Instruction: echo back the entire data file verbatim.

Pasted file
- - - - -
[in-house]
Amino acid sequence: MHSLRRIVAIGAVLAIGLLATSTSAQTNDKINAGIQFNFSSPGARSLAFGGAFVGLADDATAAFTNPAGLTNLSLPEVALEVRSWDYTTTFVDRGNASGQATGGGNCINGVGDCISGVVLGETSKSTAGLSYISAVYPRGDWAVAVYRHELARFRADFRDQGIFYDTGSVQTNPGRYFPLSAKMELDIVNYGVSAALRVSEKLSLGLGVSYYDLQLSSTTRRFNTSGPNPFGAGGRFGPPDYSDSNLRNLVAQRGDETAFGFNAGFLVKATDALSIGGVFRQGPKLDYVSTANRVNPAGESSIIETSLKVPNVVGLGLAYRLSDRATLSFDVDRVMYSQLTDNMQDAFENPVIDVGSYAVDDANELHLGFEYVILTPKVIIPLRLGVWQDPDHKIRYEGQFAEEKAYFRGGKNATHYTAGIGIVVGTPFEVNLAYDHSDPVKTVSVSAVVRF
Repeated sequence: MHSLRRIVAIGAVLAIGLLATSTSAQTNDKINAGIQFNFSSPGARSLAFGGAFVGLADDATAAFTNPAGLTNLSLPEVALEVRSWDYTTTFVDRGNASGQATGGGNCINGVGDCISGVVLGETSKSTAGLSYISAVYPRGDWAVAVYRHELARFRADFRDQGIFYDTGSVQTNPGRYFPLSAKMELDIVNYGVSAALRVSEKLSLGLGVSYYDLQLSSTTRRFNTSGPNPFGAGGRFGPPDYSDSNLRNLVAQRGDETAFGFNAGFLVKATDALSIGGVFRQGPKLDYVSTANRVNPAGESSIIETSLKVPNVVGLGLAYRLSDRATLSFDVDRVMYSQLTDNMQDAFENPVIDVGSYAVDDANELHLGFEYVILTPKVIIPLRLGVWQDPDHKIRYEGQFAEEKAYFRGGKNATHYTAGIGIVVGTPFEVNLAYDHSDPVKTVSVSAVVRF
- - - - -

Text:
[in-house]
Amino acid sequence: MHSLRRIVAIGAVLAIGLLATSTSAQTNDKINAGIQFNFSSPGARSLAFGGAFVGLADDATAAFTNPAGLTNLSLPEVALEVRSWDYTTTFVDRGNASGQATGGGNCINGVGDCISGVVLGETSKSTAGLSYISAVYPRGDWAVAVYRHELARFRADFRDQGIFYDTGSVQTNPGRYFPLSAKMELDIVNYGVSAALRVSEKLSLGLGVSYYDLQLSSTTRRFNTSGPNPFGAGGRFGPPDYSDSNLRNLVAQRGDETAFGFNAGFLVKATDALSIGGVFRQGPKLDYVSTANRVNPAGESSIIETSLKVPNVVGLGLAYRLSDRATLSFDVDRVMYSQLTDNMQDAFENPVIDVGSYAVDDANELHLGFEYVILTPKVIIPLRLGVWQDPDHKIRYEGQFAEEKAYFRGGKNATHYTAGIGIVVGTPFEVNLAYDHSDPVKTVSVSAVVRF
Repeated sequence: MHSLRRIVAIGAVLAIGLLATSTSAQTNDKINAGIQFNFSSPGARSLAFGGAFVGLADDATAAFTNPAGLTNLSLPEVALEVRSWDYTTTFVDRGNASGQATGGGNCINGVGDCISGVVLGETSKSTAGLSYISAVYPRGDWAVAVYRHELARFRADFRDQGIFYDTGSVQTNPGRYFPLSAKMELDIVNYGVSAALRVSEKLSLGLGVSYYDLQLSSTTRRFNTSGPNPFGAGGRFGPPDYSDSNLRNLVAQRGDETAFGFNAGFLVKATDALSIGGVFRQGPKLDYVSTANRVNPAGESSIIETSLKVPNVVGLGLAYRLSDRATLSFDVDRVMYSQLTDNMQDAFENPVIDVGSYAVDDANELHLGFEYVILTPKVIIPLRLGVWQDPDHKIRYEGQFAEEKAYFRGGKNATHYTAGIGIVVGTPFEVNLAYDHSDPVKTVSVSAVVRF